Juan Soto ran all the way to first base with his bat following a go-ahead homer, the same way Houston slugger Alex Bregman did earlier.

Yep, these wild-card Nationals have matched the heavily favored Astros swing for swing, hit for hit – even home run celebration for home run celebration.

Now, it’s onto a winner-take-all Game 7 on Wednesday night to resolve the only Series in which the visiting team won the first six.

”It’s weird, really. You can’t explain it,” Washington manager Dave Martinez said. The Nationals will try their ultimate comeback in a year when they were written off time after time, hoping for the first title in the 51-season history of a franchise that started as the Montreal Expos and the first for Washington since the Senators in 1924.

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Visiting teams have won three straight Game 7s in the Series since the Cardinals defeated Texas at home in 2011.

”I don’t think there’s a person in the building that would have assumed that all road teams were going to win,” Houston manager AJ Hinch said. ”We’ve just got to make sure that last one is not the same.”

Washington rebounded from a 19-31 start – the Nats were given just a 1.6% option to win the Series on May 23 – to finish 93-69. They rallied from a 3-1 eighth-inning deficit against Milwaukee in the NL wild-card game, a two-games-to-one deficit vs. the Los Angeles Dodgers in the Division Series and a 2-1, fifth-inning deficit in Game 6 vs. the Astros.

Outscored 19-3 at Nationals Park while going 1 for 21 with runners in scoring position, the Nationals got the strong outing they needed from Strasburg, who allowed his only runs in the first inning, struck out seven and walked two while throwing 104 pitches. ”It was a mental grind out there, especially after the first,” Strasburg said. ”Just got to keep fighting.”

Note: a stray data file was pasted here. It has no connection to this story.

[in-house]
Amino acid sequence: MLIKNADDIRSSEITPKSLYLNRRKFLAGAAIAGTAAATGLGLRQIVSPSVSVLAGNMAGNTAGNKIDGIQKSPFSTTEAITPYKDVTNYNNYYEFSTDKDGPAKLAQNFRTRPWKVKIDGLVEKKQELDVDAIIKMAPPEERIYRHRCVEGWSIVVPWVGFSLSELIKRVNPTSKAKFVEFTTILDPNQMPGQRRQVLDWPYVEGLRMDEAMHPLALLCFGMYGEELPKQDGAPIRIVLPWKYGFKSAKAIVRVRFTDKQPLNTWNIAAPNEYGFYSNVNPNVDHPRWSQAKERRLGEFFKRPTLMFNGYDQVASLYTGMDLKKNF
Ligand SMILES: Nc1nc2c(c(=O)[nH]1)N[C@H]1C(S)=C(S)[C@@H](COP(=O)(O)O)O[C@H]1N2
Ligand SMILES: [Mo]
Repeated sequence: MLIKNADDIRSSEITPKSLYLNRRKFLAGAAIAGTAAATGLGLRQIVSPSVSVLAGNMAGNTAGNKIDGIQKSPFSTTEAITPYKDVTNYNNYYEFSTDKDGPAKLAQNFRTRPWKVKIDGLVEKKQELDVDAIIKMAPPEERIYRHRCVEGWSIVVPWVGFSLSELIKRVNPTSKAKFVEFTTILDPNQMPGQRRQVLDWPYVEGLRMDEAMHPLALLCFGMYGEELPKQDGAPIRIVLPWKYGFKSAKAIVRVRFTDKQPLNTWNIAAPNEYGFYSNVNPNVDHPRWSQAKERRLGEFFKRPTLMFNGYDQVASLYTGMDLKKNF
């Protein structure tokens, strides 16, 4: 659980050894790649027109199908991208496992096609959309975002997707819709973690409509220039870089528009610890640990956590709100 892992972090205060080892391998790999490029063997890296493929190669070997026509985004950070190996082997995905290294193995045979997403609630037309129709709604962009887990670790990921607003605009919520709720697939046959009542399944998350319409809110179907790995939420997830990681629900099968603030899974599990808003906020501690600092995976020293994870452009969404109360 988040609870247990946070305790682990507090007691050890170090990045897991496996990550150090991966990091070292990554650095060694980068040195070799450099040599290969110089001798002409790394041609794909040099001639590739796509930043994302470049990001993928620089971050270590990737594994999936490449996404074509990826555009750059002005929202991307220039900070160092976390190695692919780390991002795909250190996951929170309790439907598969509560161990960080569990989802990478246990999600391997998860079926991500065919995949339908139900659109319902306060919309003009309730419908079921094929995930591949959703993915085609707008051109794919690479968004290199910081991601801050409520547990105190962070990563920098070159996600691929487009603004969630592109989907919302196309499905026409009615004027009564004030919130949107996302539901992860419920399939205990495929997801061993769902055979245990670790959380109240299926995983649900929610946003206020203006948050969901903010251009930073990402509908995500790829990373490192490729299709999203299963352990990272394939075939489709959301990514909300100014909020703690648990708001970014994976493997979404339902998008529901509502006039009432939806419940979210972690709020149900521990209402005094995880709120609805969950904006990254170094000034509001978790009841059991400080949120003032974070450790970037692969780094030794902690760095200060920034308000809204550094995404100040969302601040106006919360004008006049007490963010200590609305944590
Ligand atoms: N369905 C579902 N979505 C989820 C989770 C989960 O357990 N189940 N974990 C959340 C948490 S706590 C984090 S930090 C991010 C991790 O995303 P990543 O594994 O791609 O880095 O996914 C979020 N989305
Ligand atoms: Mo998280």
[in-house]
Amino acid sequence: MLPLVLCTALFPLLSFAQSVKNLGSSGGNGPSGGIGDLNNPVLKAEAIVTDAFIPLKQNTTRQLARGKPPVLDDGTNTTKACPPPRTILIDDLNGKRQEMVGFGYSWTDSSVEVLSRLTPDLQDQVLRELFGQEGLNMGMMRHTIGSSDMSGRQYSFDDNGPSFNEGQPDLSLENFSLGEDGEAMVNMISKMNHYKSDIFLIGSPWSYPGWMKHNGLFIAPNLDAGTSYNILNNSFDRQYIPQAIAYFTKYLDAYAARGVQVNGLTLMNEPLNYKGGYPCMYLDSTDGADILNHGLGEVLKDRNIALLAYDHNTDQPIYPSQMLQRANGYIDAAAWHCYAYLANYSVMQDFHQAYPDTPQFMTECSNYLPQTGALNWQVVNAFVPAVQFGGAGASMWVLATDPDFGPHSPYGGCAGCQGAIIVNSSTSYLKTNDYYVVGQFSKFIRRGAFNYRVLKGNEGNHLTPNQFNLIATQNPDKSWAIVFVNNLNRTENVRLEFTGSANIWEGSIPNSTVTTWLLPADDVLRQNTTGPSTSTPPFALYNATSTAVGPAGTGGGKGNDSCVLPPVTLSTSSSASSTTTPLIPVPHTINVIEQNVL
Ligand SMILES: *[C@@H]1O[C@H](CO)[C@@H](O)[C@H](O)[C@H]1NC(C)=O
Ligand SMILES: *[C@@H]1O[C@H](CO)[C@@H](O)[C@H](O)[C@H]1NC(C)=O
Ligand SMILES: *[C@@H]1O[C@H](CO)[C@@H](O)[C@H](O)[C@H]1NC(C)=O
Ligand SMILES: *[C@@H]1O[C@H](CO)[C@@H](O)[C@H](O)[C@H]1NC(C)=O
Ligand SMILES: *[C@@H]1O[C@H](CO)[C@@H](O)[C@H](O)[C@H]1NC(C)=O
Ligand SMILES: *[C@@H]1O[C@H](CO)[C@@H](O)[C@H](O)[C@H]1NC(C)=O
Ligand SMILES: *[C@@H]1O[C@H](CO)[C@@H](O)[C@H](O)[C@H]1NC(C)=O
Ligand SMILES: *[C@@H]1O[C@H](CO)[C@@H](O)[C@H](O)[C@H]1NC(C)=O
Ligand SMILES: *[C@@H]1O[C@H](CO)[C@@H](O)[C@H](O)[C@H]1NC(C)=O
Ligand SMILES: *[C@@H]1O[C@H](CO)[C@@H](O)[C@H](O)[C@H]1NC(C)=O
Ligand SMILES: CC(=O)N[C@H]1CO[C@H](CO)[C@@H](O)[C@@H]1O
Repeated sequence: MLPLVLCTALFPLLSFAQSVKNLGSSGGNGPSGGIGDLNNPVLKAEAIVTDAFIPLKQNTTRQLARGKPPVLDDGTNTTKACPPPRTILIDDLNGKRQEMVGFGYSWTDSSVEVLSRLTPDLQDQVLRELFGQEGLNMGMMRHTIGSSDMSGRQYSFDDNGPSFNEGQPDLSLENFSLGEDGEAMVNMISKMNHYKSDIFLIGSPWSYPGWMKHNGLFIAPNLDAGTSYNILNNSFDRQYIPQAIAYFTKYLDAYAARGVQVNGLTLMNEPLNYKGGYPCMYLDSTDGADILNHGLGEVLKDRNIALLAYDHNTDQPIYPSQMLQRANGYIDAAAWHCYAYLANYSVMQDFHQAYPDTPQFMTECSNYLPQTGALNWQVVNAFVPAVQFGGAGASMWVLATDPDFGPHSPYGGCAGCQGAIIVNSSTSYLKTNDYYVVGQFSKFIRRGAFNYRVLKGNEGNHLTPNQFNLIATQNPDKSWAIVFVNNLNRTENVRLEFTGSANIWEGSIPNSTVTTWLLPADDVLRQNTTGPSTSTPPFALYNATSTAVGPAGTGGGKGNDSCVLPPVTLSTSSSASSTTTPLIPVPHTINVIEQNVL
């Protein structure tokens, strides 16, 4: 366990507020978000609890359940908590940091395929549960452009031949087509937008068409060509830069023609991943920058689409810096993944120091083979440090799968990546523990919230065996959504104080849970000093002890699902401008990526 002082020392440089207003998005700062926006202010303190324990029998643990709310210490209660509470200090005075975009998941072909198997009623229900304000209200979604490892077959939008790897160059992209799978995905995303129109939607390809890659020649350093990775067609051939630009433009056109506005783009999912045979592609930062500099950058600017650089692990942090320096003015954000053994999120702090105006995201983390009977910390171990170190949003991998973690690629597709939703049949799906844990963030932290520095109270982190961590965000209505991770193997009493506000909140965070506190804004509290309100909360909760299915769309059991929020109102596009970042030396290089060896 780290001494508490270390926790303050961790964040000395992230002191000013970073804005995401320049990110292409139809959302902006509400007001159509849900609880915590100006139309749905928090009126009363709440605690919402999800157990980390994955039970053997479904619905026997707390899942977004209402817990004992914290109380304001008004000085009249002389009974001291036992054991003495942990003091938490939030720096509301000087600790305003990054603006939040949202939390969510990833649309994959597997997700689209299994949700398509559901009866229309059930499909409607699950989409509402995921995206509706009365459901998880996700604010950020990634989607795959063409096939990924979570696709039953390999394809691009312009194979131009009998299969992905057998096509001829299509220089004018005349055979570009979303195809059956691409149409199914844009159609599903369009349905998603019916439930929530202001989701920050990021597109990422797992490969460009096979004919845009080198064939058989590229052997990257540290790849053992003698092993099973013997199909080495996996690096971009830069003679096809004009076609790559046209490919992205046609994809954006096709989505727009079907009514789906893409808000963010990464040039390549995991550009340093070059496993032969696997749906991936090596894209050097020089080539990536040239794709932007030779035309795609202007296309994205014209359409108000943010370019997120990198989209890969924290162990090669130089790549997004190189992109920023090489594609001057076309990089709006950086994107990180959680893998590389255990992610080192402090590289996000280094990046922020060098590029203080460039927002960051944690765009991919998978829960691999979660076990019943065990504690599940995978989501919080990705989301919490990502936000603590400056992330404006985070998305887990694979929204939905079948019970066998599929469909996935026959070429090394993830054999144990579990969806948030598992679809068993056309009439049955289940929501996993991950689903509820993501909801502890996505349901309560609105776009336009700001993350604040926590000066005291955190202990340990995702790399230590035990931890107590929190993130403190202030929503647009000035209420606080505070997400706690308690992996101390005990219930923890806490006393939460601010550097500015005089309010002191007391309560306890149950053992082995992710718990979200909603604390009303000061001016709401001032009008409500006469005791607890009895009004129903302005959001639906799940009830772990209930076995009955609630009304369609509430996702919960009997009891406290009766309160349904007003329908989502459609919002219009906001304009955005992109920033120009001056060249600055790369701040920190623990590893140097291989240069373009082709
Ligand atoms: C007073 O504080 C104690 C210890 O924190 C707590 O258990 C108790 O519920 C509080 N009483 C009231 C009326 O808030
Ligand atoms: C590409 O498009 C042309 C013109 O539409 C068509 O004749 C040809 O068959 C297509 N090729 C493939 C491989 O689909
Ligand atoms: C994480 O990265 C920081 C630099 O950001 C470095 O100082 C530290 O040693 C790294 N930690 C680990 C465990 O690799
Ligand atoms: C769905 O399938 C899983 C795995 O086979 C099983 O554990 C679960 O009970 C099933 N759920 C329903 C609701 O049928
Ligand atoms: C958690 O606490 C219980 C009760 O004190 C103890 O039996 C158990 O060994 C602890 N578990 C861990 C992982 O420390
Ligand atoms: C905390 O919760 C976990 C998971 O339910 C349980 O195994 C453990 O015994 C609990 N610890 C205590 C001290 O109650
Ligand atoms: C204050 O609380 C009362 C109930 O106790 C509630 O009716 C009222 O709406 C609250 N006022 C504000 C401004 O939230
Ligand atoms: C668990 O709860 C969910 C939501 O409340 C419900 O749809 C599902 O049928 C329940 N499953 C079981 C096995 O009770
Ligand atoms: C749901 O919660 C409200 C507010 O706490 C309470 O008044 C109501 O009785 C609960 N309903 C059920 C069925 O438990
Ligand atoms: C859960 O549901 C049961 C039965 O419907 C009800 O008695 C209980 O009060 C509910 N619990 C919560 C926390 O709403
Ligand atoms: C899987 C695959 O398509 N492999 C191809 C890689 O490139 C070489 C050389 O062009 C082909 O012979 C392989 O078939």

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Astros hammer Nationals to take 3-2 lead in World Series

The Houston Astros handed the ball to Gerrit Cole, and he gave them a firm grip on the World Series.

Minus ailing ace Max Scherzer, the Nationals were no match in this Washington wipeout.

Cole looked exactly like the stud who dominated baseball most of this season, bouncing back from a Game 1 clunker to pitch the Astros to a 7-1 win Sunday night and a 3-2 lead.

Slumping rookie Yordan Álvarez and Carlos Correa hit early two-run homers off emergency starter Joe Ross, George Springer added another postseason drive and Houston won its third straight at Nationals Park.

What a turnaround, too — outscored 17-7 overall at Minute Maid Park, Houston hammered Washington 19-3 at Nationals Park.

Scherzer beat Cole in the opener, and was the Nats’ best hope to slow Houston. But he was scratched just 3 1/2 hours before game time because of an irritated nerve near his neck, an injury that could finish him for the Series.

With the road team winning every time so far, Houston heads home with two chances to claim its second title in three years.

Justin Verlander gets the first try when he starts against Stephen Strasburg in Game 6 on Tuesday night. Cole threw three-hit ball for seven innings, nicked only by Juan Soto’s home run in the seventh, and struck out nine.